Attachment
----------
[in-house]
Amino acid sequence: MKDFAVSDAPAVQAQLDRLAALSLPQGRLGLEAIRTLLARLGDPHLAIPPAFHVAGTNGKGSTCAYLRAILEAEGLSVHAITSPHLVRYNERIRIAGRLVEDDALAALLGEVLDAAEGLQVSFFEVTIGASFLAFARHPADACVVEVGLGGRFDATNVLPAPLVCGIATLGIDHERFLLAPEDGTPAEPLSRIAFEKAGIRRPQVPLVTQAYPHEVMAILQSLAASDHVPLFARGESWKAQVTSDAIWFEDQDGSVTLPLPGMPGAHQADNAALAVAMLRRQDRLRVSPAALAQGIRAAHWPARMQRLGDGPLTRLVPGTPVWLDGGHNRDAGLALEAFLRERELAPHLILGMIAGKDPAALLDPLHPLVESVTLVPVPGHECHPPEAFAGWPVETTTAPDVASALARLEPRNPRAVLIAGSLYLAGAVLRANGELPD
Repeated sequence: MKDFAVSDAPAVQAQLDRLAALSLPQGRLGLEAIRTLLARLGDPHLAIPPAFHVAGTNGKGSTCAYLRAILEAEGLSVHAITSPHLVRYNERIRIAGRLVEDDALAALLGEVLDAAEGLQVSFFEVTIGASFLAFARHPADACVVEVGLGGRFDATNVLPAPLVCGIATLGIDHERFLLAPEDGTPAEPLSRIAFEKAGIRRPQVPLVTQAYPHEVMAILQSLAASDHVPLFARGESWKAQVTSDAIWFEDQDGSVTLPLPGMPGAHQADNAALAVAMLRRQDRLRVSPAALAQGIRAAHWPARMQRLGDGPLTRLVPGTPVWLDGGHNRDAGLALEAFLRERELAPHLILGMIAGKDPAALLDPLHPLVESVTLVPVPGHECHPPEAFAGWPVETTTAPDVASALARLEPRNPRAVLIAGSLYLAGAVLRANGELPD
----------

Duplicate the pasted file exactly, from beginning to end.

[in-house]
Amino acid sequence: MKDFAVSDAPAVQAQLDRLAALSLPQGRLGLEAIRTLLARLGDPHLAIPPAFHVAGTNGKGSTCAYLRAILEAEGLSVHAITSPHLVRYNERIRIAGRLVEDDALAALLGEVLDAAEGLQVSFFEVTIGASFLAFARHPADACVVEVGLGGRFDATNVLPAPLVCGIATLGIDHERFLLAPEDGTPAEPLSRIAFEKAGIRRPQVPLVTQAYPHEVMAILQSLAASDHVPLFARGESWKAQVTSDAIWFEDQDGSVTLPLPGMPGAHQADNAALAVAMLRRQDRLRVSPAALAQGIRAAHWPARMQRLGDGPLTRLVPGTPVWLDGGHNRDAGLALEAFLRERELAPHLILGMIAGKDPAALLDPLHPLVESVTLVPVPGHECHPPEAFAGWPVETTTAPDVASALARLEPRNPRAVLIAGSLYLAGAVLRANGELPD
Repeated sequence: MKDFAVSDAPAVQAQLDRLAALSLPQGRLGLEAIRTLLARLGDPHLAIPPAFHVAGTNGKGSTCAYLRAILEAEGLSVHAITSPHLVRYNERIRIAGRLVEDDALAALLGEVLDAAEGLQVSFFEVTIGASFLAFARHPADACVVEVGLGGRFDATNVLPAPLVCGIATLGIDHERFLLAPEDGTPAEPLSRIAFEKAGIRRPQVPLVTQAYPHEVMAILQSLAASDHVPLFARGESWKAQVTSDAIWFEDQDGSVTLPLPGMPGAHQADNAALAVAMLRRQDRLRVSPAALAQGIRAAHWPARMQRLGDGPLTRLVPGTPVWLDGGHNRDAGLALEAFLRERELAPHLILGMIAGKDPAALLDPLHPLVESVTLVPVPGHECHPPEAFAGWPVETTTAPDVASALARLEPRNPRAVLIAGSLYLAGAVLRANGELPD